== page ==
Scientific innovation is crucial to the prosperity, security, and health of a nation. During the founding years of the United States, political leaders realized the need for such innovation and created the patent law system 2 as a means of protecting American citizens. The major goals of the United States patent law system are to provide the public with cutting-edge scientific discoveries and to enlighten the public as to how these discoveries can benefit society. In modern America, a substantial amount of patent protection is sought for inventions relating to the pharmaceutical industry. In recent decades, the pharmaceutical industry has expanded rapidly as researchers invent new and more effective drugs and products. The average life expectancy and quality of life of United States citizens has drastically increased in the past century, largely due to pharmaceutical innovation. Nonetheless, nearly sixty million people die each year, with many of these deaths caused by problems that pharmaceutical companies are striving to cure. In the late 1970s, scientific researchers began to view genetic material as a means of developing treatment options for a variety of human diseases. Today, approximately two-thirds of the new drugs that hit the market have been influenced by genetic research, and genetic material has been linked to more than 850 human diseases. Additionally, biotechnology investors have indicated-with their pocketbooks-that they believe that the future of disease prevention and treatment is tied to genetic research. Despite the fact that pharmaceutical companies have invested billions of dollars for development of gene-related cures and treatments for human illnesses, the general public and the United States District Court for the Southern District of New York wish to rein in the intellectual property rights afforded to these companies. Furthermore, the United States Court of Appeals for the Federal Circuit (C.A.F.C.) is divided in regard to DNA patentability and has indicated that any change to DNA-patenting policy would be most effectively propagated legislatively. In our society, there is a large disconnect between the supposed interests of the public and the pharmaceutical industry. In general, the public desires medical innovation but prefers to benefit from these medical advances at minimal cost. Meanwhile, the pharmaceutical industry is merely a business, and businesses are built on profit maximization. Because the pharmaceutical business is premised on seemingly altruistic purposes, the industry is an easy target for individuals who cannot afford its services. Due to the nature of the pharmaceutical industry, profit maximization benefits the general public. Therefore, decreasing pharmaceutical company profits necessarily has the unintended side effect of decreasing public health benefits. This complicated equilibrium has been convoluted further by the district court ruling, and the subsequent divided C.A.F.C. ruling, in the recent Myriad case. This Note will explore the seemingly contradictory interests of the general public, the pharmaceutical industry, and the research community regarding human gene patents. Part I will look at the recent Myriad decisions in light of previous beliefs about the patentability of genetic material. Part II will examine the effect of gene patenting on scientific research and innovation. Parts III and IV will explore the effect of gene patents on both the general public and the pharmaceutical industry, and will seek to understand the belief dissonance between these two factions. Part V will consider how Congress has handled similar problems in the past through legislation, specifically in regards to plant patents and biological drugs. Part VI will discuss the possibility of finding a solution to the gene patent problem that satisfies the research community, the general public, and the pharmaceutical industry. Ultimately, this Note will analyze the success of prior legislation in order to propose a course of action that will appease all parties involved in the human gene patenting debate.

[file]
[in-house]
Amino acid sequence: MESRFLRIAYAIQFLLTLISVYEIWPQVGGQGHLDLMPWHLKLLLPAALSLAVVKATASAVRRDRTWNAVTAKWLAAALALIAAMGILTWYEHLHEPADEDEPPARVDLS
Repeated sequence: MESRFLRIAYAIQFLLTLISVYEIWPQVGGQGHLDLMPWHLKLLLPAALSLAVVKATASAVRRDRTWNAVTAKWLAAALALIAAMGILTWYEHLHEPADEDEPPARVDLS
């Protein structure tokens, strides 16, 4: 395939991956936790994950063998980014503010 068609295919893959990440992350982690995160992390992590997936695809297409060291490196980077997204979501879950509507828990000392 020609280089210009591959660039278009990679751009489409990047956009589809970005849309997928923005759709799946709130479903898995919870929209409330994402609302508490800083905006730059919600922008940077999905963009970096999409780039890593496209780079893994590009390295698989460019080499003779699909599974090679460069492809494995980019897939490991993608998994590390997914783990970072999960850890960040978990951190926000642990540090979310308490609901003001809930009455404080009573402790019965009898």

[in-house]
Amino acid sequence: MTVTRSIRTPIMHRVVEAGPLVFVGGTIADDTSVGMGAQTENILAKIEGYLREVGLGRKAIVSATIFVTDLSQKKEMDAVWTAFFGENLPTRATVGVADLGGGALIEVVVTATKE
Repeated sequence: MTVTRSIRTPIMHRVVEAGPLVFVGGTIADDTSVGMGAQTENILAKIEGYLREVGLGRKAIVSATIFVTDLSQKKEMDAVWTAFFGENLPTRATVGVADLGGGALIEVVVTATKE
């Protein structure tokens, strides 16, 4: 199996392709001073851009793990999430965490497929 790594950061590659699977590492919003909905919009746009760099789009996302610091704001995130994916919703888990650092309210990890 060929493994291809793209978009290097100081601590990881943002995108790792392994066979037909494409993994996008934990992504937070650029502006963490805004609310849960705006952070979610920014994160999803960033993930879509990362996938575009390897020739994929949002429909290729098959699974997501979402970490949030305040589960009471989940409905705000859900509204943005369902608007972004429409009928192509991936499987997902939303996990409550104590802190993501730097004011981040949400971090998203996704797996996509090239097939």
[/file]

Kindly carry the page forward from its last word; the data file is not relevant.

Jacob D. Moore,
The Forgotten Victim in the Human Gene Patenting Debate: Pharmaceutical Companies,
63 Fla. L. Rev.
Available at: http://scholarship.law.ufl.edu/flr/vol63/iss5/6